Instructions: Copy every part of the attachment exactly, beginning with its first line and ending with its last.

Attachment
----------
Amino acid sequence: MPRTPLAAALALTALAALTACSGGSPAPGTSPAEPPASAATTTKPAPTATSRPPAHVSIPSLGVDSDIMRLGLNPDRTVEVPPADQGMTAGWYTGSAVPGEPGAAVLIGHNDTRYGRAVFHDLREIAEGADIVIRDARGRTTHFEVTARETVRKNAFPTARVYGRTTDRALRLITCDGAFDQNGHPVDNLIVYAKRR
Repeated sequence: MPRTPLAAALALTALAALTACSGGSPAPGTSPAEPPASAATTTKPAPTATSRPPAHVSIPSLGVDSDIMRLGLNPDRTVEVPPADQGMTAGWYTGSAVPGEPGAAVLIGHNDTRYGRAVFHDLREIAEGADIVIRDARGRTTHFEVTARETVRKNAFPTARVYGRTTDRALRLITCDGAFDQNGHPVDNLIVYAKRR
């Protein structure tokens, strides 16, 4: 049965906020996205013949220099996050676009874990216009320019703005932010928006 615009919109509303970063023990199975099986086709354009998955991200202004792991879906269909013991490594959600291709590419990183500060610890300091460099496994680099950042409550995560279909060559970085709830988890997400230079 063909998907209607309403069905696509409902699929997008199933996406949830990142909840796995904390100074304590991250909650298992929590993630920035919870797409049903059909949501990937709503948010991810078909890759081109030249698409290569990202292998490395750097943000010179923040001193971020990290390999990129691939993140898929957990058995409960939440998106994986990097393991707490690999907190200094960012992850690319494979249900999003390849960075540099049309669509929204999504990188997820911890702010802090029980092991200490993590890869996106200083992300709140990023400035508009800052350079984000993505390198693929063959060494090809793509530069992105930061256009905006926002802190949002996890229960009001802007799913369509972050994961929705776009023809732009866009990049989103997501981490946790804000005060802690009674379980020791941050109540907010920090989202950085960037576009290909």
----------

Amino acid sequence: MPRTPLAAALALTALAALTACSGGSPAPGTSPAEPPASAATTTKPAPTATSRPPAHVSIPSLGVDSDIMRLGLNPDRTVEVPPADQGMTAGWYTGSAVPGEPGAAVLIGHNDTRYGRAVFHDLREIAEGADIVIRDARGRTTHFEVTARETVRKNAFPTARVYGRTTDRALRLITCDGAFDQNGHPVDNLIVYAKRR
Repeated sequence: MPRTPLAAALALTALAALTACSGGSPAPGTSPAEPPASAATTTKPAPTATSRPPAHVSIPSLGVDSDIMRLGLNPDRTVEVPPADQGMTAGWYTGSAVPGEPGAAVLIGHNDTRYGRAVFHDLREIAEGADIVIRDARGRTTHFEVTARETVRKNAFPTARVYGRTTDRALRLITCDGAFDQNGHPVDNLIVYAKRR
């Protein structure tokens, strides 16, 4: 049965906020996205013949220099996050676009874990216009320019703005932010928006 615009919109509303970063023990199975099986086709354009998955991200202004792991879906269909013991490594959600291709590419990183500060610890300091460099496994680099950042409550995560279909060559970085709830988890997400230079 063909998907209607309403069905696509409902699929997008199933996406949830990142909840796995904390100074304590991250909650298992929590993630920035919870797409049903059909949501990937709503948010991810078909890759081109030249698409290569990202292998490395750097943000010179923040001193971020990290390999990129691939993140898929957990058995409960939440998106994986990097393991707490690999907190200094960012992850690319494979249900999003390849960075540099049309669509929204999504990188997820911890702010802090029980092991200490993590890869996106200083992300709140990023400035508009800052350079984000993505390198693929063959060494090809793509530069992105930061256009905006926002802190949002996890229960009001802007799913369509972050994961929705776009023809732009866009990049989103997501981490946790804000005060802690009674379980020791941050109540907010920090989202950085960037576009290909």